BUYING A HEALTHY, WELL-SOCIALISED PUPPY
FACT: If people stop buying from puppy mills they will go out of business, so remember never buy a puppy from a petshop, internet website or a puppy broker.
Buying a puppy should be done with a great deal of thought and consideration. Not only do we need responsible breeders but we also need responsible, educated buyers. Be careful of buying a puppy off the internet as you could be supporting a puppy mill, or fall victim to the many puppy scams.
What is a puppy mill?
A puppy mill is a commercial dog breeding operation which keeps large quantities of dogs in overcrowded, often shockingly inhumane conditions, and is a well-kept secret of the pet trade industry. The dogs are kept in constant confinement in cages or small runs; they receive no proper veterinary care or socialization. Fearful behaviour and lack of socialization with humans and other animals are typical of puppy mill dogs. Puppies born in puppy mills are removed from their littermates and mothers at just six weeks of age. The first months of a puppy’s life are a critical socialization period for puppies. These puppies are sold by puppy brokers on their websites and on free classifieds like Gumtree, Junkmail, Cape Ads, etc. Puppy mills are a reality in South Africa and Boston Terrier Rescue can confirm that there are two mills with over thirty Bostons on their premises.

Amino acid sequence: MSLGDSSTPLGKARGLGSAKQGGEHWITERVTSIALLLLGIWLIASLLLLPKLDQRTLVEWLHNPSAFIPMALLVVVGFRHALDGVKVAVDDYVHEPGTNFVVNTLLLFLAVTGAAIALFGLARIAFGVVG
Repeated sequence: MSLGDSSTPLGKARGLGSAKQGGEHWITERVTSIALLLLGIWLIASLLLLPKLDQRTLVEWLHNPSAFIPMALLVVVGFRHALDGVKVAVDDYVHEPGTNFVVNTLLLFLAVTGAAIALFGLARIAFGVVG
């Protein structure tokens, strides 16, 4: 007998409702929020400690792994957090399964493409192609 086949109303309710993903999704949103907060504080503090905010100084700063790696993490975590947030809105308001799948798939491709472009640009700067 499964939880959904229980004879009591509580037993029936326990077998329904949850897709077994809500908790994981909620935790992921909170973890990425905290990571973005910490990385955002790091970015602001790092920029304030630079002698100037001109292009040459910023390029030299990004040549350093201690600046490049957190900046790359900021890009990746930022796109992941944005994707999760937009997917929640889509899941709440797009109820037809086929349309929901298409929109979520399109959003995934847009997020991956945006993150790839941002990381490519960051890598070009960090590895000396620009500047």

Responsible Breeders Never
Prevent you from seeing the conditions under which the puppies were raised
Meet you halfway and sell you a puppy out of the back of a car
Sell sight unseen over the Internet
Sell puppies to pet stores or deal with animal/puppy brokers
How to Find a Responsible Breeder
Always visit the breeders home if you are not in the same city ask a friend/ family member or Boston Terrier Rescue to help you.
Is the puppy raised in a clean home environment? Puppies should not be kept outside; they should be in an indoor room with food, water and bedding where the puppies and mother spend their time as part of the family.
Are the puppy parents available for viewing? Always ask to see the puppy’s mother and father. Responsible breeders will want to introduce prospective buyers to the dog’s mother and father. Sometimes breeders use stud dogs that do not belong to them, and in this case it is acceptable if the father is not on the premises. The mother dog, however, should always be present. It is important to note the health and temperament of the parents. If they are unfriendly or show signs of malnutrition or illness, there is a good chance that the puppy may have health or temperament problems.
What are the puppies being fed? Responsible breeders feed their pregnant dogs, nursing mothers and puppies high-quality puppy food because it contains a higher level of fat and protein than adult dog food formulas. If the breeder is feeding the puppies or mother an adult dog food or a low-quality dog food that does not have the appropriate level of nutrients, the animals could have or could develop heath issues.
How many dogs does the breeder have? Responsible breeders generally breed only one litter of puppies at a time and generally have only one breed of dog. Puppies need a lot of social interaction with people beginning at an early age to develop good socialization skills and sound temperaments. This socialization cannot occur effectively when there are too many dogs and puppies in the environment. Multiple litters of puppies and multiple breeds of dogs on the premises indicate that you could be dealing with a puppy mill or backyard breeder.